This article is based on some of the ideas that emerged during the production of a book which takes visualising as its focus. We began to identify problems which helped us to take a structured view. . . .

In a square in which the houses are evenly spaced, numbers 3 and 10 are opposite each other. What is the smallest and what is the largest possible number of houses in the square?

A cheap and simple toy with lots of mathematics. Can you interpret the images that are produced? Can you predict the pattern that will be produced using different wheels?

Move just three of the circles so that the triangle faces in the opposite direction.

Square It game for an adult and child. Can you come up with a way of always winning this game?

What happens when you try and fit the triomino pieces into these two grids?

A tetromino is made up of four squares joined edge to edge. Can this tetromino, together with 15 copies of itself, be used to cover an eight by eight chessboard?

A game for 2 people. Take turns joining two dots, until your opponent is unable to move.

Can you see why 2 by 2 could be 5? Can you predict what 2 by 10 will be?

Take it in turns to place a domino on the grid. One to be placed horizontally and the other vertically. Can you make it impossible for your opponent to play?

Imagine a wheel with different markings painted on it at regular intervals. Can you predict the colour of the 18th mark? The 100th mark?

Place the numbers 1, 2, 3,..., 9 one on each square of a 3 by 3 grid so that all the rows and columns add up to a prime number. How many different solutions can you find?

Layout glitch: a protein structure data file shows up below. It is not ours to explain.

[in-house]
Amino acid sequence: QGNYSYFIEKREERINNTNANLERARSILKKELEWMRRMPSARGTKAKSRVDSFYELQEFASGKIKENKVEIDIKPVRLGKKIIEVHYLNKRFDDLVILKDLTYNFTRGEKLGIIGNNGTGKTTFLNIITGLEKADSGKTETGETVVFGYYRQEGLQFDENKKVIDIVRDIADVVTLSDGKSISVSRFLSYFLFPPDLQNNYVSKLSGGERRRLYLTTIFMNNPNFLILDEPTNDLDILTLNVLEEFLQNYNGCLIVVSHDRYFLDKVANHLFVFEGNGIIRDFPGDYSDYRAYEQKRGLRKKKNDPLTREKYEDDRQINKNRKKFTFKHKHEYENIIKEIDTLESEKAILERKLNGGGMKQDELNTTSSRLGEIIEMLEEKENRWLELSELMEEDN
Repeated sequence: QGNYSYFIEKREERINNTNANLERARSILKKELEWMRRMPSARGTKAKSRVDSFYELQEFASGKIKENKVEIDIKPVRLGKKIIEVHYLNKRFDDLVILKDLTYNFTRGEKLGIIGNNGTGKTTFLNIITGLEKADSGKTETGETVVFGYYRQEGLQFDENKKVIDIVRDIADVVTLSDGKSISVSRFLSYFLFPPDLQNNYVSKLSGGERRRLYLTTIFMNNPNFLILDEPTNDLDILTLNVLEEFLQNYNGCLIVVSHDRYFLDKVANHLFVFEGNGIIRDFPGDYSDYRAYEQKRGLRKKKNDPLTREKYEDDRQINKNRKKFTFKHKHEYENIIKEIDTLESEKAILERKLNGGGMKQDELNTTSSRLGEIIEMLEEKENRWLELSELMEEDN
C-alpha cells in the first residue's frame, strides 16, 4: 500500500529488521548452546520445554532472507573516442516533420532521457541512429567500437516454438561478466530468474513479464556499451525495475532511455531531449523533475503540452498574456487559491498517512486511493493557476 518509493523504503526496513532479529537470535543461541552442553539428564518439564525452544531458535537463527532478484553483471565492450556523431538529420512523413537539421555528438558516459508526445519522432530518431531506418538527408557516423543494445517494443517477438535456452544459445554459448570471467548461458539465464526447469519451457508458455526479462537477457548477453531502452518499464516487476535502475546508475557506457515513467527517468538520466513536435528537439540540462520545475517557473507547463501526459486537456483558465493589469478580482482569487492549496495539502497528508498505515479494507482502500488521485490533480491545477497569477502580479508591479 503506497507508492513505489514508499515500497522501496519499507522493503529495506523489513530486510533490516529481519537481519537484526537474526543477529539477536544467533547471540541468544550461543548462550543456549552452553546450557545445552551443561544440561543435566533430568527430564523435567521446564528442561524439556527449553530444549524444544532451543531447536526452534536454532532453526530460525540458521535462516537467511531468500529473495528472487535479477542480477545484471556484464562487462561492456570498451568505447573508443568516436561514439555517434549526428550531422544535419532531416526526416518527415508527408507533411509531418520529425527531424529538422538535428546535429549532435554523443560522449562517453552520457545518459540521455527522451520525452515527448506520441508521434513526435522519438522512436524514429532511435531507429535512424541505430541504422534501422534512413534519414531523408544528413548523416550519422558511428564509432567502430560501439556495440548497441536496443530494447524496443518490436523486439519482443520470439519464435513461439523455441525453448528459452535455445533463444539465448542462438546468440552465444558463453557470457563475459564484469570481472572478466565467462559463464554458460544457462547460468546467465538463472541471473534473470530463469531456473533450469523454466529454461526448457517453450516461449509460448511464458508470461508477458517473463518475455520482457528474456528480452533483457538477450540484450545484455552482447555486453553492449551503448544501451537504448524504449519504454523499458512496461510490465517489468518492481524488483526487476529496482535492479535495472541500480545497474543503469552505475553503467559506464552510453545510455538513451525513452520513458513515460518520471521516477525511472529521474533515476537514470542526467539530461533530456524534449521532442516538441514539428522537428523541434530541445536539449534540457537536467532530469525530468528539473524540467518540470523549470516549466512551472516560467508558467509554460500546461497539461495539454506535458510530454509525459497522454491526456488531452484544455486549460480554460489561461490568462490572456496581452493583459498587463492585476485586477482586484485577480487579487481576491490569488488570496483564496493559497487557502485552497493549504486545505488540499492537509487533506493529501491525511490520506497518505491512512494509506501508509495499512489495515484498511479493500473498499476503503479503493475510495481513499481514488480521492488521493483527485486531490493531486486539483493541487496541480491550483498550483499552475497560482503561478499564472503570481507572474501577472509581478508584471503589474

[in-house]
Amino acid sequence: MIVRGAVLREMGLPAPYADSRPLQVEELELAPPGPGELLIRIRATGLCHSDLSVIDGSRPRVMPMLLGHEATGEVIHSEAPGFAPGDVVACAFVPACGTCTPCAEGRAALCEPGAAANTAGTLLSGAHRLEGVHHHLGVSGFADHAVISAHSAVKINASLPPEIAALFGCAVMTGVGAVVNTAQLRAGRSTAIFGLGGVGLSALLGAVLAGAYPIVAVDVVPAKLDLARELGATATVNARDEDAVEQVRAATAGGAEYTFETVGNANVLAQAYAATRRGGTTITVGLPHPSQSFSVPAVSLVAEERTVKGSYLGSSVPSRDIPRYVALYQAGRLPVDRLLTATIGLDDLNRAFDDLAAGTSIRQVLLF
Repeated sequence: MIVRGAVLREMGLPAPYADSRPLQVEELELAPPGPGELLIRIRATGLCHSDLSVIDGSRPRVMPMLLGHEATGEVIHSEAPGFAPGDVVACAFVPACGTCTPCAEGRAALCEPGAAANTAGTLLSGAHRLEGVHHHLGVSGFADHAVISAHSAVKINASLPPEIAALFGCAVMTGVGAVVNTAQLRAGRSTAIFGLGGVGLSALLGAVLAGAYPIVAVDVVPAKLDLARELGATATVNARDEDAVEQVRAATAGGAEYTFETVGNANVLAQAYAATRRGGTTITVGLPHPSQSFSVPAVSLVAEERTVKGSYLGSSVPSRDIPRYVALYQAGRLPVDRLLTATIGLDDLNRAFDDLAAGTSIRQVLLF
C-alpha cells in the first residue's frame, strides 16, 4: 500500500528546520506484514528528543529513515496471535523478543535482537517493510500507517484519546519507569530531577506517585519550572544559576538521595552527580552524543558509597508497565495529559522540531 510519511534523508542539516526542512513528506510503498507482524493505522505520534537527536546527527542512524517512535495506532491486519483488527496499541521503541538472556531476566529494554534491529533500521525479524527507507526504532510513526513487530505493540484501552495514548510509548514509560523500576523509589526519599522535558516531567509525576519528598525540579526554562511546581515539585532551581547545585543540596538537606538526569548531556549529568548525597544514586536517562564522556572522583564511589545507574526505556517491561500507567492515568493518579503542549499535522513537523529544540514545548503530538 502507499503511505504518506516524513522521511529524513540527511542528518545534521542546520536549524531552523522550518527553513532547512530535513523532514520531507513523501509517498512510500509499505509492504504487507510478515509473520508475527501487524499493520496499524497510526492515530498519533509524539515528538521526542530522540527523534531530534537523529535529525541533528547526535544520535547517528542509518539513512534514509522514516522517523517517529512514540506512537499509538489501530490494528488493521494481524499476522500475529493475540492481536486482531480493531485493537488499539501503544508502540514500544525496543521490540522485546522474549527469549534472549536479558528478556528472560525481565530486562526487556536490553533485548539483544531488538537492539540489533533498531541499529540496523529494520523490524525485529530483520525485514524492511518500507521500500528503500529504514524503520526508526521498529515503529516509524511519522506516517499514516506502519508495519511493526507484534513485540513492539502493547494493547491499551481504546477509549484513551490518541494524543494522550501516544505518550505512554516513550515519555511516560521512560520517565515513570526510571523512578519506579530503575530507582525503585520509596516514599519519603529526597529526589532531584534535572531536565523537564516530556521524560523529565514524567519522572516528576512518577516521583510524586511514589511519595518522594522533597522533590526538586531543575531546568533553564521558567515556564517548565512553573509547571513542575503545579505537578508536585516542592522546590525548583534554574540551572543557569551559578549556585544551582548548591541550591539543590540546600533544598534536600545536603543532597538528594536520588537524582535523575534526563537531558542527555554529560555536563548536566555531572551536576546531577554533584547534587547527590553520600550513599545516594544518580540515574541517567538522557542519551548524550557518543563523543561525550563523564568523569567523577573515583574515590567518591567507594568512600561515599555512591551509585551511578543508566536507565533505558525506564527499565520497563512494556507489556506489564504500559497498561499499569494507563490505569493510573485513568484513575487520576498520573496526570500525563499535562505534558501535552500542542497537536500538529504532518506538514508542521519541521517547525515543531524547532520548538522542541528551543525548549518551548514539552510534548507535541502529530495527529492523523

Hover your mouse over the counters to see which ones will be removed. Click to remover them. The winner is the last one to remove a counter. How you can make sure you win?

You have 4 red and 5 blue counters. How many ways can they be placed on a 3 by 3 grid so that all the rows columns and diagonals have an even number of red counters?

This article for teachers describes how modelling number properties involving multiplication using an array of objects not only allows children to represent their thinking with concrete materials,. . . .

Players take it in turns to choose a dot on the grid. The winner is the first to have four dots that can be joined to form a square.

I found these clocks in the Arts Centre at the University of Warwick intriguing - do they really need four clocks and what times would be ambiguous with only two or three of them?

What can you see? What do you notice? What questions can you ask?

We're excited about this new program for drawing beautiful mathematical designs. Can you work out how we made our first few pictures and, even better, share your most elegant solutions with us?

Make one big triangle so the numbers that touch on the small triangles add to 10. You could use the interactivity to help you.

Problem solving is at the heart of the NRICH site. All the problems give learners opportunities to learn, develop or use mathematical concepts and skills. Read here for more information.

Cut four triangles from a square as shown in the picture. How many different shapes can you make by fitting the four triangles back together?

The aim of the game is to slide the green square from the top right hand corner to the bottom left hand corner in the least number of moves.

A game for 2 players. Given a board of dots in a grid pattern, players take turns drawing a line by connecting 2 adjacent dots. Your goal is to complete more squares than your opponent.